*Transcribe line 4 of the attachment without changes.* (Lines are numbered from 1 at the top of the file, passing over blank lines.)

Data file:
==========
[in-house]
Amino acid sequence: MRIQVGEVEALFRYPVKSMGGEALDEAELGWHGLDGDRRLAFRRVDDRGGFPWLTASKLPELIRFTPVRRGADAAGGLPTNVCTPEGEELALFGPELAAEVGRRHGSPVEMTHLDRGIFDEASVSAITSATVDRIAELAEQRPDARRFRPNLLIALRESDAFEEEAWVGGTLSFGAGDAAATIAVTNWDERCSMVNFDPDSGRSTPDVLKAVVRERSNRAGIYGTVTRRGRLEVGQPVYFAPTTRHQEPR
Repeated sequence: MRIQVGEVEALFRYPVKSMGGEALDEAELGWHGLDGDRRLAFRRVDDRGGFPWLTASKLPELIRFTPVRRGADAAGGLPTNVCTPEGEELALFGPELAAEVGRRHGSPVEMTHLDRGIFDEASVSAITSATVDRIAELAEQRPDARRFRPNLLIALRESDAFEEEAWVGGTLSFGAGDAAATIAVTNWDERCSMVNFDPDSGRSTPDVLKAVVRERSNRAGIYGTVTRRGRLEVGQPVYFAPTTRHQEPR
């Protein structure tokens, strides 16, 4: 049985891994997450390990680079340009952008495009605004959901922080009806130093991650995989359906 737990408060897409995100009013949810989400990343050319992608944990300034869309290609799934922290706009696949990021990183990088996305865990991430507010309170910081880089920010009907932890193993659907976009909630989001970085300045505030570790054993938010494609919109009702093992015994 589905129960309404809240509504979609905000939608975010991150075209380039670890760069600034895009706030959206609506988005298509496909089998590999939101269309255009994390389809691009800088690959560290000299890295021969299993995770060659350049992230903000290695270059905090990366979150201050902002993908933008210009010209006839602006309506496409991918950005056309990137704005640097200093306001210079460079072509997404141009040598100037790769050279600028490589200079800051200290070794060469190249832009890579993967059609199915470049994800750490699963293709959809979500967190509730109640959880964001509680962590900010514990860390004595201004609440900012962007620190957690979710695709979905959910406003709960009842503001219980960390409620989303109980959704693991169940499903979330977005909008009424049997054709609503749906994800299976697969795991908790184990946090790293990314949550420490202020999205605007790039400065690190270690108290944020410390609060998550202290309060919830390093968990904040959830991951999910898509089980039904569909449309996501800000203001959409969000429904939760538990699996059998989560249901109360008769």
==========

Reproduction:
């Protein structure tokens, strides 16, 4: 049985891994997450390990680079340009952008495009605004959901922080009806130093991650995989359906 737990408060897409995100009013949810989400990343050319992608944990300034869309290609799934922290706009696949990021990183990088996305865990991430507010309170910081880089920010009907932890193993659907976009909630989001970085300045505030570790054993938010494609919109009702093992015994 589905129960309404809240509504979609905000939608975010991150075209380039670890760069600034895009706030959206609506988005298509496909089998590999939101269309255009994390389809691009800088690959560290000299890295021969299993995770060659350049992230903000290695270059905090990366979150201050902002993908933008210009010209006839602006309506496409991918950005056309990137704005640097200093306001210079460079072509997404141009040598100037790769050279600028490589200079800051200290070794060469190249832009890579993967059609199915470049994800750490699963293709959809979500967190509730109640959880964001509680962590900010514990860390004595201004609440900012962007620190957690979710695709979905959910406003709960009842503001219980960390409620989303109980959704693991169940499903979330977005909008009424049997054709609503749906994800299976697969795991908790184990946090790293990314949550420490202020999205605007790039400065690190270690108290944020410390609060998550202290309060919830390093968990904040959830991951999910898509089980039904569909449309996501800000203001959409969000429904939760538990699996059998989560249901109360008769």